House to Mull Bill Banning Alcoholic Beverages in Indonesia

By webadmin on 06:22 pm Dec 20, 2012
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Markus Junianto Sihaloho

[Updated on Dec. 21, 2012]

Indonesia would introduce stiff
penalties for the consumption of all alcoholic beverages under a
controversial bill drafted by the country’s oldest Islamic party, which
is seeking an effective ban on the sale, production and consumption of
alcohol in the Muslim-majority nation.

Hard alcohol is already
heavily regulated in Indonesia, where hefty taxes contribute to some of
the highest prices in the region and local bylaws limit the open sale of
liquor in some regions.

The proposed legislation, drafted by
the United Development Party (PPP), would go further, effectively
banning all alcohol, including domestically produced beer like Bintang,
in a push that would make Indonesia a dry country.

Those caught
consuming alcohol could face up to two years in prison. Distributors
would face up to five years in prison while producers could face a
maximum of 10 years.

“This will be a total ban, and not just an
attempt to regulate production, distribution and consumption of
alcohol,” Arwani Thomafi, the PPP secretary at the House of
Representatives, said on Thursday.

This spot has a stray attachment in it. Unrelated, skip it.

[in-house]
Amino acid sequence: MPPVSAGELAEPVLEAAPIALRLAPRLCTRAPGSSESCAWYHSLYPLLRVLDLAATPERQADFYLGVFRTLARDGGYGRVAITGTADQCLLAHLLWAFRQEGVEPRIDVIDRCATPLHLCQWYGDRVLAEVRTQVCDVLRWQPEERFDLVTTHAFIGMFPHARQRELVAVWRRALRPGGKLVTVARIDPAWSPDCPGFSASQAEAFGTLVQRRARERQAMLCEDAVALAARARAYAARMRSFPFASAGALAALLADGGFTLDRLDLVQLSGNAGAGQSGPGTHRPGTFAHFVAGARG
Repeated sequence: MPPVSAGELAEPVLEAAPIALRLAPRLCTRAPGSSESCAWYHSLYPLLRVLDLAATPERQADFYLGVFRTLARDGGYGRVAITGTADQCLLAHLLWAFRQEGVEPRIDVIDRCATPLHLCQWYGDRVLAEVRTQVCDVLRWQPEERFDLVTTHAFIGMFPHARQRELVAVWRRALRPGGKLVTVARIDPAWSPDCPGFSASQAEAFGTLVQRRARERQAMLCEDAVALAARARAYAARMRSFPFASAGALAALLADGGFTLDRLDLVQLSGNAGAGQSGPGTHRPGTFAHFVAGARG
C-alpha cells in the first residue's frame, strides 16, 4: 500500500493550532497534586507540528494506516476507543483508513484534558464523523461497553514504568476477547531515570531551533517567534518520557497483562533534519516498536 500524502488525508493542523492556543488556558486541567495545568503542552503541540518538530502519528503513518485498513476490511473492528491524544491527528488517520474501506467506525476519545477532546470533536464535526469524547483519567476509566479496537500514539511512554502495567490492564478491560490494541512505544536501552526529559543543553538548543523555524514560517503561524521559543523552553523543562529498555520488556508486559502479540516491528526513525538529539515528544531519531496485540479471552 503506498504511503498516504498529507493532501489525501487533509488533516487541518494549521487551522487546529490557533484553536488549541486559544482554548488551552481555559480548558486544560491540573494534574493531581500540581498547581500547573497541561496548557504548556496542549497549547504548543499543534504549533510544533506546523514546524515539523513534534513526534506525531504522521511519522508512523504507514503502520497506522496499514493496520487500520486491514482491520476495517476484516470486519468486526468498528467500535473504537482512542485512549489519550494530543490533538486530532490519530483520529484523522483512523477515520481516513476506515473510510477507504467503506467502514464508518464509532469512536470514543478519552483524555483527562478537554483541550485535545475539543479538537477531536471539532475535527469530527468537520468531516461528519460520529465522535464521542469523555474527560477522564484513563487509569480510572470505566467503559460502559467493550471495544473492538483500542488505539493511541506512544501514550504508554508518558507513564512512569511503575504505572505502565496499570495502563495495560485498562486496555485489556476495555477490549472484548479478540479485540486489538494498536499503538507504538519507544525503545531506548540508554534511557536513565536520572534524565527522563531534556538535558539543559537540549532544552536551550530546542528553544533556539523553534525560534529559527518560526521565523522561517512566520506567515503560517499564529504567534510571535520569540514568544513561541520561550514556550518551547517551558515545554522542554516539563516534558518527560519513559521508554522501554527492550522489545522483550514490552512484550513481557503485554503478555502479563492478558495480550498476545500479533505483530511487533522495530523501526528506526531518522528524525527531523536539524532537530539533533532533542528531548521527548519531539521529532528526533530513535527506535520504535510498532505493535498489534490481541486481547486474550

The bill is among 70 priority bills scheduled for deliberation next year.

The
party introduced the bill to bring the nation “in line with religious
guidelines” as well as address the negative impact of excessive alcohol
consumption on people’s health, Arwani said.

He claimed that alcohol consumption had spurred a rise in crime and offered no significant contribution to state revenue.

Tourist
areas and “certain ethnicities” might be spared the ban, Arwani said.
He did not explain which tourist areas or ethnic groups would be allowed
to drink alcohol under the ban.

Arwani brushed off any
potential controversy the bill might generate during its deliberation as
a normal part of the legislative process.

“I think it’s part of the usual dynamics in bill deliberations,” he said.

Arwani
also confirmed that the bill had been included in next year’s list of
priority legislation at the expense of a much-criticized bill to amend
the law on the Corruption Eradication Commission (KPK).

“The
alcohol bill has been included in the list of 2013 priority legislation
to replace the KPK law revision. There are 19 bills that are still being
drafted. A total of 58 new bills have been included in the list of
priority legislation,” he said.

He insisted that alcohol was banned in every religion because it could endanger people’s lives.

He
cited as an example of the negative impact of alcohol the recent
incident in which a young model, Novi Amalia, hit seven people,
including two police officers, while driving under the influence.

Indonesia already applies an almost 150 percent excise tax on alcoholic beverages.

The
government generated around Rp 1.5 trillion ($155 million) in import
duties from alcoholic beverages this year from Tanjung Priok Port alone.

The finance ministry is targeting Rp 75.4 trillion in excise
revenue in the 2012 state budget revision, with Rp 72 trillion expected
from tobacco and Rp 3.2 trillion from alcoholic beverages.